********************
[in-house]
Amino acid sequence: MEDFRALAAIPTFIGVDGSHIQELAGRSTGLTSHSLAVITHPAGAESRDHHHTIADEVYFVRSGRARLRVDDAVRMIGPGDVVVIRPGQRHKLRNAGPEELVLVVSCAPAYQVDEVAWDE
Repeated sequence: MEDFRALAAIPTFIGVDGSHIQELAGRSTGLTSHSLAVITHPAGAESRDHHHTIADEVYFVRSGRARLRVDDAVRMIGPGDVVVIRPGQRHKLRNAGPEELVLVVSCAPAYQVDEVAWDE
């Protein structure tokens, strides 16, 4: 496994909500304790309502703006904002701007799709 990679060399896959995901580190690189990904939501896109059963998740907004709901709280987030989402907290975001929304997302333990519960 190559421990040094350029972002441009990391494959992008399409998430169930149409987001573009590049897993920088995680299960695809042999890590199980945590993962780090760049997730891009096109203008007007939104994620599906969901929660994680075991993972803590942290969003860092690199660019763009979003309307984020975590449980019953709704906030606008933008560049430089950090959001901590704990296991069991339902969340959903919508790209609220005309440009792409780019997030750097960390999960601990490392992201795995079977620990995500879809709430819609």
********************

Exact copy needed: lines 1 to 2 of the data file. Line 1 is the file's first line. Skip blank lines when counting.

[in-house]
Amino acid sequence: MEDFRALAAIPTFIGVDGSHIQELAGRSTGLTSHSLAVITHPAGAESRDHHHTIADEVYFVRSGRARLRVDDAVRMIGPGDVVVIRPGQRHKLRNAGPEELVLVVSCAPAYQVDEVAWDE